Alright. I have 8 and 9 down with 2 steps. I'm not quite sure if you are required to do 3 steps, but I found solutions in 2. Problem number 6 is an issue in that I had to use a replacement rule to execute the proof, and it was a few more steps than what you are allowed to use. I'll try to hash it out, but I'll go over problem 8 and 9 and how to attack them.
So here is your first problem, complete with step-by step inferences to reach the conclusion with the strategy for attacking proof in general incorporated into it..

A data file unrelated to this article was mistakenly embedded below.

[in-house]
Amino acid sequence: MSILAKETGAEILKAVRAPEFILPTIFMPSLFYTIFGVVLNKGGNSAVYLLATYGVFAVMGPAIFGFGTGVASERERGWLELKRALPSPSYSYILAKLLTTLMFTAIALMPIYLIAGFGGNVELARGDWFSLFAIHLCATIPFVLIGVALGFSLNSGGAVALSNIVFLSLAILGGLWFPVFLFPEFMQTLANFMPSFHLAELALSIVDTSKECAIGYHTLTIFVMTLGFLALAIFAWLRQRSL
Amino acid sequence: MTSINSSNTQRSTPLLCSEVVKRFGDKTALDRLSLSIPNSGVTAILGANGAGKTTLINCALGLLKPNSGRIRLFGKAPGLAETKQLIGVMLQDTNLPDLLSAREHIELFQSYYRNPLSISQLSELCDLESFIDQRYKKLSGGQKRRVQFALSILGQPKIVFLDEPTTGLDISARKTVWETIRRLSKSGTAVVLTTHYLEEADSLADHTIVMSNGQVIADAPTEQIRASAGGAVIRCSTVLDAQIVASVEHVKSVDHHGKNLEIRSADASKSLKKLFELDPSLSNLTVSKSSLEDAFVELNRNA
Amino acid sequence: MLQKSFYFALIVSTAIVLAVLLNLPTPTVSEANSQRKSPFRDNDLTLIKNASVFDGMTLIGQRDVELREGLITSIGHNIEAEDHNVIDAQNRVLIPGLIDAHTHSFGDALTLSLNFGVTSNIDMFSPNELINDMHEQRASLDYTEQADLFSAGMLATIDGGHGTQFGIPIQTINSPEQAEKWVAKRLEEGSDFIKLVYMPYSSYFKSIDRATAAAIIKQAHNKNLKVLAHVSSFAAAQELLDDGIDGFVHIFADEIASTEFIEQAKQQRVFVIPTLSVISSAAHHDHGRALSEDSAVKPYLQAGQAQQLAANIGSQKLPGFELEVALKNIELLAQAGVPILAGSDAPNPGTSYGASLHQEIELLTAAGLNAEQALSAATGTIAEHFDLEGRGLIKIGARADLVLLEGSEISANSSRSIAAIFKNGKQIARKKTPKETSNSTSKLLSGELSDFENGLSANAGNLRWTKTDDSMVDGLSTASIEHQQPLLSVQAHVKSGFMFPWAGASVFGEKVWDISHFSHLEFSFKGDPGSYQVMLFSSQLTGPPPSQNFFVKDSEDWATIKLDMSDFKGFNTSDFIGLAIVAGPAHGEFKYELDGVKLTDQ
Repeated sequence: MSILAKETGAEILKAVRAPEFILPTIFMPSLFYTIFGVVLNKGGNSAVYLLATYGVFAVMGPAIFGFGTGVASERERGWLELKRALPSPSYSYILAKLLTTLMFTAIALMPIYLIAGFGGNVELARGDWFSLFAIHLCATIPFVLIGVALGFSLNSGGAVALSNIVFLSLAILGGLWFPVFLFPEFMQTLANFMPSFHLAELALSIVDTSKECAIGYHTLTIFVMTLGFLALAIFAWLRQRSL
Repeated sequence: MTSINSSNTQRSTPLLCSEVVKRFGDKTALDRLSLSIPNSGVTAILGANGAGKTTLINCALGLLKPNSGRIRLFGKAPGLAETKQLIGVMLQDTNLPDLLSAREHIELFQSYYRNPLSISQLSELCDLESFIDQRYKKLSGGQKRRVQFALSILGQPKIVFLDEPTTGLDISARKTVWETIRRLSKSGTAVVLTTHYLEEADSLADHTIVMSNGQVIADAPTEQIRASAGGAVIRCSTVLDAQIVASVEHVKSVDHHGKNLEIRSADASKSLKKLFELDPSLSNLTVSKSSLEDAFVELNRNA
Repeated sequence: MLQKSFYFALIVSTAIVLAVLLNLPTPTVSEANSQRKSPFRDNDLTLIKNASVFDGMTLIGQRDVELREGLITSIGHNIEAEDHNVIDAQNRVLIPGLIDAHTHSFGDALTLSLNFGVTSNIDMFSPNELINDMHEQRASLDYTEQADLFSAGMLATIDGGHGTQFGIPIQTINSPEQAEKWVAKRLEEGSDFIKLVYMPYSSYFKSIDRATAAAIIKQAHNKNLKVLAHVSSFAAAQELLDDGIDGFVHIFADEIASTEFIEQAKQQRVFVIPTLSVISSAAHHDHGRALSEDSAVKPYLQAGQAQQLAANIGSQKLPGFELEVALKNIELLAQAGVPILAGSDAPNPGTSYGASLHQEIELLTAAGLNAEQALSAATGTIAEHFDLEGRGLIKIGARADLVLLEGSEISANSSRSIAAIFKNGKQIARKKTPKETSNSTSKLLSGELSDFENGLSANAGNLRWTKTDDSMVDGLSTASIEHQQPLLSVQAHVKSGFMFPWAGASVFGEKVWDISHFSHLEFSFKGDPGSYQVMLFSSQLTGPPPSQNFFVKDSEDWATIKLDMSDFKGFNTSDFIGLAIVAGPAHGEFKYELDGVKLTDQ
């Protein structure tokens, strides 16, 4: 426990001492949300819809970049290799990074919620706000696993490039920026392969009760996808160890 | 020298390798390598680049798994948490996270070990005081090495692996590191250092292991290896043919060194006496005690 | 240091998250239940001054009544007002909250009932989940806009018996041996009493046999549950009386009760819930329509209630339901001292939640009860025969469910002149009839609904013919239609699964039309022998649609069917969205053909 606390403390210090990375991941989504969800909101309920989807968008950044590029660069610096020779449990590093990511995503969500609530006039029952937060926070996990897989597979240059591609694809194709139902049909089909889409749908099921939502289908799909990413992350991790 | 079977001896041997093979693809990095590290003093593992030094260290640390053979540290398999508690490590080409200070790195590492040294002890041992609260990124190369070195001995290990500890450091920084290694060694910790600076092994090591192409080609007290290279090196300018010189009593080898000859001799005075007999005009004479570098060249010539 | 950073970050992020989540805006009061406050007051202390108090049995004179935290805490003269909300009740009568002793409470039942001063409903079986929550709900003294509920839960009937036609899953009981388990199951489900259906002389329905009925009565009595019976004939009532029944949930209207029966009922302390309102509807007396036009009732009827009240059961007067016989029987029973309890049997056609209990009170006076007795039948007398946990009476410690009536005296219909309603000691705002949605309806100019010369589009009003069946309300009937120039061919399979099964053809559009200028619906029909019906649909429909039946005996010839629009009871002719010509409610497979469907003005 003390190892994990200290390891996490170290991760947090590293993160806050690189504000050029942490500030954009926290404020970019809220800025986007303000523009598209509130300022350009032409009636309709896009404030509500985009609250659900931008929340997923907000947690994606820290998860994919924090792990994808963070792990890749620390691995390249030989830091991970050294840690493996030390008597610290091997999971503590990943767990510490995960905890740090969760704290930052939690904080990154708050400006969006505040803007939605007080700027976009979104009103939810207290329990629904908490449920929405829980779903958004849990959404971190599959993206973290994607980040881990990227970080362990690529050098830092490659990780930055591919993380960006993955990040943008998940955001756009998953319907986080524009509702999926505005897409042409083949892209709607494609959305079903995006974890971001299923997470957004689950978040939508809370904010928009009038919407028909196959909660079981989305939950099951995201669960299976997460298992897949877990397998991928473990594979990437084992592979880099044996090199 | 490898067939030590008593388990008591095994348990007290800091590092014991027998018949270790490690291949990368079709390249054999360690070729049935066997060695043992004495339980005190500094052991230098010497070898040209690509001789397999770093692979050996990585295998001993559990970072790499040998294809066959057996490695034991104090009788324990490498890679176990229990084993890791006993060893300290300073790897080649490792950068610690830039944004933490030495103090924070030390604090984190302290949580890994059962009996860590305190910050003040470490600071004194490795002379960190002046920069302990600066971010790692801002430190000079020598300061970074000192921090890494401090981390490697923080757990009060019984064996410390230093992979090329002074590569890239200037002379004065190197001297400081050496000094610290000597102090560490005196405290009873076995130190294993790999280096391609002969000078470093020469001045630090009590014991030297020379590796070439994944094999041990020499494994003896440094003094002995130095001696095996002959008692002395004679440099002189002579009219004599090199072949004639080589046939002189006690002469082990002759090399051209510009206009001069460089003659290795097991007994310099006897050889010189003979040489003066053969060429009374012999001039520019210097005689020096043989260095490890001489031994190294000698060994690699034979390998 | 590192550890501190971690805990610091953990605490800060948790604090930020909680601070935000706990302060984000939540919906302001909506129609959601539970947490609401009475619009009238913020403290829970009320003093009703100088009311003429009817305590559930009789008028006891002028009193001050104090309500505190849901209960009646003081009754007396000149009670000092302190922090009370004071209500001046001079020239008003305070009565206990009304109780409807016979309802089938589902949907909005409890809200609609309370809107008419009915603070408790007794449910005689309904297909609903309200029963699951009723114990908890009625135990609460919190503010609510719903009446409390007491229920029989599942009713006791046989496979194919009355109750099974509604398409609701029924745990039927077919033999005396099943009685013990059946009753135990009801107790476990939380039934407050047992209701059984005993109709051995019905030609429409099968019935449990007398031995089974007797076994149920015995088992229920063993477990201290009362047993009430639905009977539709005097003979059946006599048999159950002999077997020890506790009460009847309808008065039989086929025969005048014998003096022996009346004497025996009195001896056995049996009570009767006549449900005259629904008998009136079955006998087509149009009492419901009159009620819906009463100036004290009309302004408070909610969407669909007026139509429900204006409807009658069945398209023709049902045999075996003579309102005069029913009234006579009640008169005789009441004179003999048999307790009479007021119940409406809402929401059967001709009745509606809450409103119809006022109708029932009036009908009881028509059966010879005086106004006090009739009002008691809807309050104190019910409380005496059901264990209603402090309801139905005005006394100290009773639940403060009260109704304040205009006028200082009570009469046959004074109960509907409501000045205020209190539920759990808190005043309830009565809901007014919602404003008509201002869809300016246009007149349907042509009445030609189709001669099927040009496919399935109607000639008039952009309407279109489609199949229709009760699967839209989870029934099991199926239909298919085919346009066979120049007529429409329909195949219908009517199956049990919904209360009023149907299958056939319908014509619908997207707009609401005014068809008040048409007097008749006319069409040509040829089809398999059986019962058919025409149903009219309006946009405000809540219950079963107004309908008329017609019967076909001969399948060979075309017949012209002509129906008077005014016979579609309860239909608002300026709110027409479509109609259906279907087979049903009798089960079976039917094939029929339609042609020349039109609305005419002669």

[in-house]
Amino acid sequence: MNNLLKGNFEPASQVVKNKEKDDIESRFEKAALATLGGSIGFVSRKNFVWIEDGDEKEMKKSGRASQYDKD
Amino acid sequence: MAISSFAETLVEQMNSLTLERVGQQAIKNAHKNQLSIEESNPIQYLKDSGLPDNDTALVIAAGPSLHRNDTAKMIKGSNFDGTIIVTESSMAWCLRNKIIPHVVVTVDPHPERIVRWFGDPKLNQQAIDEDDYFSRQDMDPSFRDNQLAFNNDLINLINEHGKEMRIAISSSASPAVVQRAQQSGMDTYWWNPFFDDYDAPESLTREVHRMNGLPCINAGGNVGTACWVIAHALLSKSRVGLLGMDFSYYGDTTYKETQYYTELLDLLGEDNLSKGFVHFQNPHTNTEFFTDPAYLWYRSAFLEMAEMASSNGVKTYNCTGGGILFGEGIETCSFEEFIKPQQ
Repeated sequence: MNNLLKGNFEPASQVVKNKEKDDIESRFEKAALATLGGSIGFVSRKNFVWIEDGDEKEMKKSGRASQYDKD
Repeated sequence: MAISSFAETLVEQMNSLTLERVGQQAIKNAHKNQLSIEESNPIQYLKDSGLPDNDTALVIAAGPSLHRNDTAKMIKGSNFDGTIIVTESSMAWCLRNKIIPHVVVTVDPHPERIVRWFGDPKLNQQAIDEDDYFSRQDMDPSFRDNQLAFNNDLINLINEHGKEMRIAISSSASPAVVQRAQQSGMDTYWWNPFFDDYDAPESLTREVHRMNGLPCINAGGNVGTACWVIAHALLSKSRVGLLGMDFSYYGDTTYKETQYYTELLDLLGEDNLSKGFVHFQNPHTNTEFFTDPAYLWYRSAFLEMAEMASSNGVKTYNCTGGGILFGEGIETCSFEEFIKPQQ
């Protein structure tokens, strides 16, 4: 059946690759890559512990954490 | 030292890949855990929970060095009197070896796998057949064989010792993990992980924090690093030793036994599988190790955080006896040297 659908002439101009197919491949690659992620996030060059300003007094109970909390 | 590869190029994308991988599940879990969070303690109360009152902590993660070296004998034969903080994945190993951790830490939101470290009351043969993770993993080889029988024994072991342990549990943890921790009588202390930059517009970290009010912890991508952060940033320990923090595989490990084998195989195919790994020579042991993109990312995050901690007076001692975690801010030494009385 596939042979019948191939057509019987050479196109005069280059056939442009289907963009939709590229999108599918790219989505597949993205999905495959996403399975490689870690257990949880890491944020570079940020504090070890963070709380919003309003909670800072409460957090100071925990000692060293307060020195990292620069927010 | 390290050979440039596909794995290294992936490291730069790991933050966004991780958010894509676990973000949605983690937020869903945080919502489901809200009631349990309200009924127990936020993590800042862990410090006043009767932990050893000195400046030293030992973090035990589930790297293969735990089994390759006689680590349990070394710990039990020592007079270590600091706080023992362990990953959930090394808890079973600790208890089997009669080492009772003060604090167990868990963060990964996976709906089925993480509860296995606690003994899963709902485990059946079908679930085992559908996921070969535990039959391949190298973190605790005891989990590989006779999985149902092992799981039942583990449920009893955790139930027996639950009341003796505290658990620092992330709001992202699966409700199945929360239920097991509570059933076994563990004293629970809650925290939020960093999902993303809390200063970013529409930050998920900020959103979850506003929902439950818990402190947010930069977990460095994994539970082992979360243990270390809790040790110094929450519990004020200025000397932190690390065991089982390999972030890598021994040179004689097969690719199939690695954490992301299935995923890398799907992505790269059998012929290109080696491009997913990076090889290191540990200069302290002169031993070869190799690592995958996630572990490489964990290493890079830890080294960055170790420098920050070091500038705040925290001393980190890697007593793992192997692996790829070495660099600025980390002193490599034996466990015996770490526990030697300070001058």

Let's approach this from the perspective of the 4 step process.
Step 1 - Look for the single variable.
We do not have it.
Step 2 - Look for a conditional or a disjunction which are most likely to help us start off.
We DO have that. We have two conditionals, but we also have a disjunction. It is usually the case that a proof is constructed by the teacher to set up a constructive dilemma. It is evident in this proof. A constructive dilemma needs two conditionals, a disjunction, and they need to fit the form where the antecedents of both conditionals match both disjuncts of the disjunction. We have this in lines 2, 3, and 4 and we can derive P v T. Go to step 3.
Step 3 - Look for every derivation possible